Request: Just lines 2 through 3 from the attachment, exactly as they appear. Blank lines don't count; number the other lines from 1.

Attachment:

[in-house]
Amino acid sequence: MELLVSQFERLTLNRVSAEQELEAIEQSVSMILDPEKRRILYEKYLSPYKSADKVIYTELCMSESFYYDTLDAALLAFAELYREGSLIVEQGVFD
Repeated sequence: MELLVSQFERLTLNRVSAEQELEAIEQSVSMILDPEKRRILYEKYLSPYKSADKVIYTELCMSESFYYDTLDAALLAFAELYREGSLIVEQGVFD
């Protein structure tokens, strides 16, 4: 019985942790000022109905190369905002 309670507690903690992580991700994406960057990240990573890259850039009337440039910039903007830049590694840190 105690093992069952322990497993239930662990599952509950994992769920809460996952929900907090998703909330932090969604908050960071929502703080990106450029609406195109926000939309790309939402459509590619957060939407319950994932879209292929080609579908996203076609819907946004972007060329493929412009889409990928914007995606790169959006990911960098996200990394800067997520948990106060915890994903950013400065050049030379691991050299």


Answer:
Amino acid sequence: MELLVSQFERLTLNRVSAEQELEAIEQSVSMILDPEKRRILYEKYLSPYKSADKVIYTELCMSESFYYDTLDAALLAFAELYREGSLIVEQGVFD
Repeated sequence: MELLVSQFERLTLNRVSAEQELEAIEQSVSMILDPEKRRILYEKYLSPYKSADKVIYTELCMSESFYYDTLDAALLAFAELYREGSLIVEQGVFD